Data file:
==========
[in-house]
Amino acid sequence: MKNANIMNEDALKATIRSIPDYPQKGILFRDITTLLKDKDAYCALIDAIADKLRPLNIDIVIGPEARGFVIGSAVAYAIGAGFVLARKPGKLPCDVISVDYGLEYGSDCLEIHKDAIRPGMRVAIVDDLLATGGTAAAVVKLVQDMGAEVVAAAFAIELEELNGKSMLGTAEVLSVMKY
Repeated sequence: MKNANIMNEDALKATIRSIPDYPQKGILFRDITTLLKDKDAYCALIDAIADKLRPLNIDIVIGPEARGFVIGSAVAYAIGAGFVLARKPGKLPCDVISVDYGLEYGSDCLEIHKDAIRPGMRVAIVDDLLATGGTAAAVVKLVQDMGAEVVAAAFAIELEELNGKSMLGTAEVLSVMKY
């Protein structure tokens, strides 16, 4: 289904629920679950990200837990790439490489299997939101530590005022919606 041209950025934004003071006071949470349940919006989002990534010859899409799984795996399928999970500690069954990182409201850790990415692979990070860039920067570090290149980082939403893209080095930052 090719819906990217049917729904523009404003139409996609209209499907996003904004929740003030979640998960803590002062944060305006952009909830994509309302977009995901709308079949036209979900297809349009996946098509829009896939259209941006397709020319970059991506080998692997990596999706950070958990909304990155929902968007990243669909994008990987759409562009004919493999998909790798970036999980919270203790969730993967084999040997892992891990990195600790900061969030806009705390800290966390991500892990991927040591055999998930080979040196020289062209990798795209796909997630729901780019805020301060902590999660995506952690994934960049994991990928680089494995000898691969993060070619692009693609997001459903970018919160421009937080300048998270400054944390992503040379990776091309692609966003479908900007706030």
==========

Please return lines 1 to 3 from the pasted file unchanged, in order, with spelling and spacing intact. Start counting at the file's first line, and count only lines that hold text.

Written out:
[in-house]
Amino acid sequence: MKNANIMNEDALKATIRSIPDYPQKGILFRDITTLLKDKDAYCALIDAIADKLRPLNIDIVIGPEARGFVIGSAVAYAIGAGFVLARKPGKLPCDVISVDYGLEYGSDCLEIHKDAIRPGMRVAIVDDLLATGGTAAAVVKLVQDMGAEVVAAAFAIELEELNGKSMLGTAEVLSVMKY
Repeated sequence: MKNANIMNEDALKATIRSIPDYPQKGILFRDITTLLKDKDAYCALIDAIADKLRPLNIDIVIGPEARGFVIGSAVAYAIGAGFVLARKPGKLPCDVISVDYGLEYGSDCLEIHKDAIRPGMRVAIVDDLLATGGTAAAVVKLVQDMGAEVVAAAFAIELEELNGKSMLGTAEVLSVMKY